Local artist, Richard Jahn has always been resistant to any class or instructor who tried to force him to fit into a mold.
“I didn’t want anyone to try making me conform. The artist inside of me was fine — and I didn’t want to change. I decided to go for it and do my own thing,” he said.
It has always been important for him to remain “authentic” as he paints from his own heart. In his vivid richness of color and movement in paintings of the Pacific Northwest, I see his love and appreciation for the natural beauty of our area. The freedom and freshness of his style captures the spirit of our environment.
I met with Richard at LA Frames in Renton where his dynamic artwork is on display, including his largest so far, the 36”x 48” South Fork of the Snoqualmie River. Many of his works are representative of scenes around Puget Sound — this display includes several prints. Owner, Woody Smith was helping Richard set up.
Richard told me, “I have always thought of myself as an artist.”
Even as a young child, he would constantly be drawing. He was inspired and encouraged by his art teacher in the eighth grade. When his art was entered in the Renton Annual Art Show for the first time in 1986, he took second place out of several hundred entrees. He has won many awards over the years, including a first place in a Tukwila art show, and a People’s Choice Award in Maple Valley.
He enjoys reading about the life stories of other artists. Picasso was still a working artist when Richard was in school. “I like Picasso’s freedom of expression to create art so spontaneously and with such bold uniqueness,” he said.
It occurred to me that this is exactly what I would say about Richard’s art, as well.
From 1991 to 2013, Richard served as a fireman for the city of Renton. I asked him if he had lots of time to paint while waiting to slide down the pole and go to a fire. He explained to me what was really required of him in serving the city in this position.
Richard has two memories that stand out from when he was a firefighter. One was of saving a young man who had collapsed at a job site from cardiac arrest, and another was saving a man who was choking in a crowded restaurant. It was obvious that he found reward and personal fulfillment in that roll.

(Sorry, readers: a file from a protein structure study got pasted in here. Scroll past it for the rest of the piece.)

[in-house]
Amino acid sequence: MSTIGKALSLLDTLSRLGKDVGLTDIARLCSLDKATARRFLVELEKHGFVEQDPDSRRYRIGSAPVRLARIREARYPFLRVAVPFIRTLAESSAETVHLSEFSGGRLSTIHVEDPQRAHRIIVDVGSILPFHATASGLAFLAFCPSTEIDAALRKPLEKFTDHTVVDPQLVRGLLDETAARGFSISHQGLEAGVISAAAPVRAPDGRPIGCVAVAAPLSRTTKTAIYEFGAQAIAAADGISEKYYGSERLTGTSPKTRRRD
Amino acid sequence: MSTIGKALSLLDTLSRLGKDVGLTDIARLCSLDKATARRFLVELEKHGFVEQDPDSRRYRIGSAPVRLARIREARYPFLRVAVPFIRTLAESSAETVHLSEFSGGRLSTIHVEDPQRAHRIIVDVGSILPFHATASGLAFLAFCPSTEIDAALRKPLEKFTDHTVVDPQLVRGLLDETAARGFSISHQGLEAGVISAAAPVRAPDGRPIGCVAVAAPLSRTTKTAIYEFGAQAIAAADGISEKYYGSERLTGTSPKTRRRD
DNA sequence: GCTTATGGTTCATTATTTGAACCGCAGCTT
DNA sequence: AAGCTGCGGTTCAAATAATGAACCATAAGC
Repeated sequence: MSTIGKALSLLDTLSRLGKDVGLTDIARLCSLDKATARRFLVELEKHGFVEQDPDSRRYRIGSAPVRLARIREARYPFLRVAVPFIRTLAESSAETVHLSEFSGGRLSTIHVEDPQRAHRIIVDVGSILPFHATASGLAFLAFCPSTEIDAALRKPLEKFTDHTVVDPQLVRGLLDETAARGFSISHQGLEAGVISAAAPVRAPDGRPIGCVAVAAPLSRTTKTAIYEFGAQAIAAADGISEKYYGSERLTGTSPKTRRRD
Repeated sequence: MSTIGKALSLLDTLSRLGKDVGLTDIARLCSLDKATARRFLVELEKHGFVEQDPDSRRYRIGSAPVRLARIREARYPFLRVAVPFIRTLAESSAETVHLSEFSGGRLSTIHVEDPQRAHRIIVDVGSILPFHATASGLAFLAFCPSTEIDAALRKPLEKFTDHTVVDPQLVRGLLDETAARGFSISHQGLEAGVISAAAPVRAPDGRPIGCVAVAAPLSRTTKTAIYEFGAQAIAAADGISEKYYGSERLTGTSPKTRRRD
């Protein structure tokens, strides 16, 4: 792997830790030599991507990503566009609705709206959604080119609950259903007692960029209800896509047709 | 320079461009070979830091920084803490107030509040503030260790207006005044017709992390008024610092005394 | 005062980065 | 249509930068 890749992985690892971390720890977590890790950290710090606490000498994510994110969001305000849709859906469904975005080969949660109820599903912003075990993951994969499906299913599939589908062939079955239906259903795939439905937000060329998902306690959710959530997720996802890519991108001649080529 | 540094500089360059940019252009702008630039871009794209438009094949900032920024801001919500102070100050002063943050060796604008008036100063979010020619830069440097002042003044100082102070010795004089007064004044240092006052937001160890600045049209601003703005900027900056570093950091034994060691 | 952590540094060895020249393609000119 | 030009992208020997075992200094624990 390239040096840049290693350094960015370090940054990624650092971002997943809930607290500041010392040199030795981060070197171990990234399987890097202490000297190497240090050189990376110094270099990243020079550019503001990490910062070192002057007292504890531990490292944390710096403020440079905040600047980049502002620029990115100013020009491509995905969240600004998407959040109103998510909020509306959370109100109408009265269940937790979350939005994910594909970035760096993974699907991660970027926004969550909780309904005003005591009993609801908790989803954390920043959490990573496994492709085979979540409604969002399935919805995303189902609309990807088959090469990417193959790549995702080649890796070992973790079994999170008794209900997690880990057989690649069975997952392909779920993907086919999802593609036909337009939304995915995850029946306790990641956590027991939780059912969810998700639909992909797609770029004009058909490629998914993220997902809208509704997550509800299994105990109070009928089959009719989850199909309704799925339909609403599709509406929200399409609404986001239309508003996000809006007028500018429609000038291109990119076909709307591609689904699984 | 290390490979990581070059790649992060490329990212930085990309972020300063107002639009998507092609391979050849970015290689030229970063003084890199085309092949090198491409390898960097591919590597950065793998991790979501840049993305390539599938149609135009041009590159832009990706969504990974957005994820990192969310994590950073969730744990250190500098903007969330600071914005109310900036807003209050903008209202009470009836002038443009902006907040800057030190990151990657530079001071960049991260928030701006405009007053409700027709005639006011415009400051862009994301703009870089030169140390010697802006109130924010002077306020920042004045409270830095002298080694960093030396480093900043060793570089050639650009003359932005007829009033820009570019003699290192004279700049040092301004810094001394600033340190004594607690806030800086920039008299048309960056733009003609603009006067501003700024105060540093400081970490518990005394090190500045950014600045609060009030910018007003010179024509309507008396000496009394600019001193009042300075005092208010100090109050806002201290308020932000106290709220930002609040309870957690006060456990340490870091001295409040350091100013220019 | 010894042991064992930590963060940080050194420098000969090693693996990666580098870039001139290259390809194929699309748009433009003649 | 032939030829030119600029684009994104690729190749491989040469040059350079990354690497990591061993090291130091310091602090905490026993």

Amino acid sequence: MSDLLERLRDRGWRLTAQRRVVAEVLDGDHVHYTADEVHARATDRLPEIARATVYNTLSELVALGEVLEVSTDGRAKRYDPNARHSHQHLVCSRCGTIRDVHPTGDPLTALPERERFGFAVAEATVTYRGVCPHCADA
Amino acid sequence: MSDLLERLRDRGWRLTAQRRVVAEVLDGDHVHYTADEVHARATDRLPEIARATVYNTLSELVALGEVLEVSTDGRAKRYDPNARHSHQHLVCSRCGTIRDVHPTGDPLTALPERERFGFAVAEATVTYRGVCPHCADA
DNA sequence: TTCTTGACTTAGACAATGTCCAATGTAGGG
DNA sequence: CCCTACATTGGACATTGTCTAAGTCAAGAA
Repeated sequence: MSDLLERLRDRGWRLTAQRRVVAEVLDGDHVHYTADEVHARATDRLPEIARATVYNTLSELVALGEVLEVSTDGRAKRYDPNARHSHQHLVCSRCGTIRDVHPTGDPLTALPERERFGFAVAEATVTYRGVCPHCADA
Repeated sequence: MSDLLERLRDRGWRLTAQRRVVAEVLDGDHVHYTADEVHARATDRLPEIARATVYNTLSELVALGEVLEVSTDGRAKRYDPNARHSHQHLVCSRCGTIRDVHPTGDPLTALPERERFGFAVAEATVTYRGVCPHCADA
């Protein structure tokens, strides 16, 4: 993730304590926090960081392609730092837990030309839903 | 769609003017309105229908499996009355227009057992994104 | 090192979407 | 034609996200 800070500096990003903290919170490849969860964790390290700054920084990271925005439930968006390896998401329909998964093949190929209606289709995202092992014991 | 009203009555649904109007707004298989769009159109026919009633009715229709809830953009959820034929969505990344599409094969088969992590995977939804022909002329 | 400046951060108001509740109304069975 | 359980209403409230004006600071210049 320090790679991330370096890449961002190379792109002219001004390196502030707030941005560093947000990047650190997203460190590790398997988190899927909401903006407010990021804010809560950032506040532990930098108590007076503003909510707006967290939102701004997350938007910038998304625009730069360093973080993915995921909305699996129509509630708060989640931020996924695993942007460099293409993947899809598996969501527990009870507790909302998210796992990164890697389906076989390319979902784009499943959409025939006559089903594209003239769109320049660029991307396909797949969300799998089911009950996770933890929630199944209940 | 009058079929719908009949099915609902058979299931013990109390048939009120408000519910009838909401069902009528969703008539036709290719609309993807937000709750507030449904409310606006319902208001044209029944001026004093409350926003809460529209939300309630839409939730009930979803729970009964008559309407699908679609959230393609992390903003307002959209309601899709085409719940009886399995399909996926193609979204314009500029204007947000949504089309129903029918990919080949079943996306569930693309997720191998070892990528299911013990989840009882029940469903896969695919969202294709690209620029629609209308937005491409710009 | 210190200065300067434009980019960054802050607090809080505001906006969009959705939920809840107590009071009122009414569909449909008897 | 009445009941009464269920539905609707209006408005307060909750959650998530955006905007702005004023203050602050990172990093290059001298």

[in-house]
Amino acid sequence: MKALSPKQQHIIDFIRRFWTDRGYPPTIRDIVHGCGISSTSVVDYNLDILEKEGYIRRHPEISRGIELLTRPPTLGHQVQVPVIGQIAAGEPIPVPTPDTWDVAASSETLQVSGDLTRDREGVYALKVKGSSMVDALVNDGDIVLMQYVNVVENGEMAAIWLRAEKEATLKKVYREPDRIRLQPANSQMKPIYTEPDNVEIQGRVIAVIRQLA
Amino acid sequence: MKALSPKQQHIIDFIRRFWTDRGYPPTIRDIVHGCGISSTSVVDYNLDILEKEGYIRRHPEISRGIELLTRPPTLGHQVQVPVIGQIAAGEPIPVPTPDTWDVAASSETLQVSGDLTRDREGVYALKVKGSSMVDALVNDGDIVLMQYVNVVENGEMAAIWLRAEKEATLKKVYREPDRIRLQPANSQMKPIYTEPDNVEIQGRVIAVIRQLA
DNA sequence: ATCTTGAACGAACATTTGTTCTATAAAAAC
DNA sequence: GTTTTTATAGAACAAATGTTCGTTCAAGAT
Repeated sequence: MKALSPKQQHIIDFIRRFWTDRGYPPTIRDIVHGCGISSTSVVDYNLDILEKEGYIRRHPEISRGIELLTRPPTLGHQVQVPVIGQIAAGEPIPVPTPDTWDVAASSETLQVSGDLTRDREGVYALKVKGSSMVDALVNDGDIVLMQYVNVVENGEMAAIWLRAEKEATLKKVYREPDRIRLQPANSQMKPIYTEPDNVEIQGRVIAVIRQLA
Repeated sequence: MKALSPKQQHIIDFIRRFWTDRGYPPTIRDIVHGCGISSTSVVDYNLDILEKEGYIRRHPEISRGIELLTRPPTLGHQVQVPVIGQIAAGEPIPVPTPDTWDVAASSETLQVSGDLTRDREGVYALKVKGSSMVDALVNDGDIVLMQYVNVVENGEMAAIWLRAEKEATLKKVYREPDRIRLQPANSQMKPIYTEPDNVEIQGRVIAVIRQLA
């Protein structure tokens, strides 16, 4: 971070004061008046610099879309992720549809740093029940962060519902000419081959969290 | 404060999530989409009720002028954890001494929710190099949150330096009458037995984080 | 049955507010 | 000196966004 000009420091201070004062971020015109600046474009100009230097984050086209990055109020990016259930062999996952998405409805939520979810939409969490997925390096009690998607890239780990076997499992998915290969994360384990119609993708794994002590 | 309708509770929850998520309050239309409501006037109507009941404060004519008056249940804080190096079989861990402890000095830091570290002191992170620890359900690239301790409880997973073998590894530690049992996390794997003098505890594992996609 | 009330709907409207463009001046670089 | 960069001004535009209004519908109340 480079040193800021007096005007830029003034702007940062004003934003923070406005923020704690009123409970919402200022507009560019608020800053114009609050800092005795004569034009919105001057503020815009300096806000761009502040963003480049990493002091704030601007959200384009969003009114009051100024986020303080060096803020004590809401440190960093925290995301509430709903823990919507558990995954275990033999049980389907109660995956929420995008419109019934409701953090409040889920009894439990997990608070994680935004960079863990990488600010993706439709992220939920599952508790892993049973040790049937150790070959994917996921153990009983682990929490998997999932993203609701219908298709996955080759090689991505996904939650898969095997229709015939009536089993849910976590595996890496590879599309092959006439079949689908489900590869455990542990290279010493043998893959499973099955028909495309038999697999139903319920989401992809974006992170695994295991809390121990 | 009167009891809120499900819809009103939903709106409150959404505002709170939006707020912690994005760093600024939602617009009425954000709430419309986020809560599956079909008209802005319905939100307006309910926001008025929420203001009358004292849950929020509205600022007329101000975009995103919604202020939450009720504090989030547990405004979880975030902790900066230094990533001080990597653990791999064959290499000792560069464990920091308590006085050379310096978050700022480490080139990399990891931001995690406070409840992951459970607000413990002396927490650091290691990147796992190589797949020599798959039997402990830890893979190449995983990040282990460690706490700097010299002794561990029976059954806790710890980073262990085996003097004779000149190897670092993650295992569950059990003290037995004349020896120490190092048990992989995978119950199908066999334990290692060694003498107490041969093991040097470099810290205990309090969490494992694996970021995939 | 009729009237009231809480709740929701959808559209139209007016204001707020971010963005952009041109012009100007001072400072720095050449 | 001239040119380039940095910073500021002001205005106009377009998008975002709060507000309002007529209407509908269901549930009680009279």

His artistic creativity was utilized as well. All the fire stations discovered his skill with designing site information drawings for use by crews responding to a scene. For this purpose, he learned to use computer drawing software and this knowledge was also transferable to his art career.
“I think digital imaging is an important part of who I am as an artist. Besides painting, digital art is important for the prints that I make. This is the bread and butter of my art business,” Richard said.
Richard’s artwork can be found in many homes in Washington, as well as all around the country and as far away as Paris. He has explained and demonstrated his painting process in public forums, such as the South Hill Artist Association. A group of aspiring artists often meet with him.
“I like to play different types of music at these sessions and whenever I paint,” he said. “When you paint, it opens up another part of your brain and really helps you to appreciate music on a different level.”
He finds Renton to be very supportive of arts and the artist. His work was recently on display at the Renton Wine Walk and will be part of this year’s Renton’s Annual Art Show.
I have attended this event for several years, and it’s wonderful to see so many of our local artists and their work.
The 2018 show is July 27th, 28th and 29th at the Renton Community Center during the IKEA Renton River Days festival. The show is juried by recognized professional artists, art educators and knowledgeable art collectors.
You can visit Richard’s website: www.richardjahn.com. Writer Jaris English can be reached at email@example.com.